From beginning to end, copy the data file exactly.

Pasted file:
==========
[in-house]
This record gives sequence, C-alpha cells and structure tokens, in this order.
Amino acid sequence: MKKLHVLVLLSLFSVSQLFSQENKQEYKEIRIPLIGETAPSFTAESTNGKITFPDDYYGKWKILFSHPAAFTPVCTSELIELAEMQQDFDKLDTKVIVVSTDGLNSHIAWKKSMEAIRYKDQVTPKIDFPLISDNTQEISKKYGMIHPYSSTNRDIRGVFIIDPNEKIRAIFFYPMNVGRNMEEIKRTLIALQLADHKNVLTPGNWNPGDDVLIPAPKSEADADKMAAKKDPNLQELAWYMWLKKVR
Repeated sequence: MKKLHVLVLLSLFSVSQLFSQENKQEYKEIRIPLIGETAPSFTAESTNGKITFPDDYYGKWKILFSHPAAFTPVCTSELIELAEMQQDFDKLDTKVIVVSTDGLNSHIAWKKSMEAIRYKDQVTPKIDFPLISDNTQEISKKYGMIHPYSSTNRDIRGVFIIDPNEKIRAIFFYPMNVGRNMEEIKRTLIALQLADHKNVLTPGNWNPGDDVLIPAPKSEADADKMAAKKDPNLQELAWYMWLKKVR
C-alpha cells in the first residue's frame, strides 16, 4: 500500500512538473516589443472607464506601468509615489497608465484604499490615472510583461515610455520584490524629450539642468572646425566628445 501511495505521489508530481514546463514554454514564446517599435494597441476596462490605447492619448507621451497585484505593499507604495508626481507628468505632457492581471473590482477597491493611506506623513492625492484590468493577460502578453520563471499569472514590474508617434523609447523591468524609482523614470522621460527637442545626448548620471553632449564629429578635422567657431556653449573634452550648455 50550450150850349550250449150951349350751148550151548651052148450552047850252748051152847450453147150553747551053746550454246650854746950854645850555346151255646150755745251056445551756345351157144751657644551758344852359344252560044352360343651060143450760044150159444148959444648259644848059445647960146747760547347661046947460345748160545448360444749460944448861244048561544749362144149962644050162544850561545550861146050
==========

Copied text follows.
[in-house]
This record gives sequence, C-alpha cells and structure tokens, in this order.
Amino acid sequence: MKKLHVLVLLSLFSVSQLFSQENKQEYKEIRIPLIGETAPSFTAESTNGKITFPDDYYGKWKILFSHPAAFTPVCTSELIELAEMQQDFDKLDTKVIVVSTDGLNSHIAWKKSMEAIRYKDQVTPKIDFPLISDNTQEISKKYGMIHPYSSTNRDIRGVFIIDPNEKIRAIFFYPMNVGRNMEEIKRTLIALQLADHKNVLTPGNWNPGDDVLIPAPKSEADADKMAAKKDPNLQELAWYMWLKKVR
Repeated sequence: MKKLHVLVLLSLFSVSQLFSQENKQEYKEIRIPLIGETAPSFTAESTNGKITFPDDYYGKWKILFSHPAAFTPVCTSELIELAEMQQDFDKLDTKVIVVSTDGLNSHIAWKKSMEAIRYKDQVTPKIDFPLISDNTQEISKKYGMIHPYSSTNRDIRGVFIIDPNEKIRAIFFYPMNVGRNMEEIKRTLIALQLADHKNVLTPGNWNPGDDVLIPAPKSEADADKMAAKKDPNLQELAWYMWLKKVR
C-alpha cells in the first residue's frame, strides 16, 4: 500500500512538473516589443472607464506601468509615489497608465484604499490615472510583461515610455520584490524629450539642468572646425566628445 501511495505521489508530481514546463514554454514564446517599435494597441476596462490605447492619448507621451497585484505593499507604495508626481507628468505632457492581471473590482477597491493611506506623513492625492484590468493577460502578453520563471499569472514590474508617434523609447523591468524609482523614470522621460527637442545626448548620471553632449564629429578635422567657431556653449573634452550648455 50550450150850349550250449150951349350751148550151548651052148450552047850252748051152847450453147150553747551053746550454246650854746950854645850555346151255646150755745251056445551756345351157144751657644551758344852359344252560044352360343651060143450760044150159444148959444648259644848059445647960146747760547347661046947460345748160545448360444749460944448861244048561544749362144149962644050162544850561545550861146050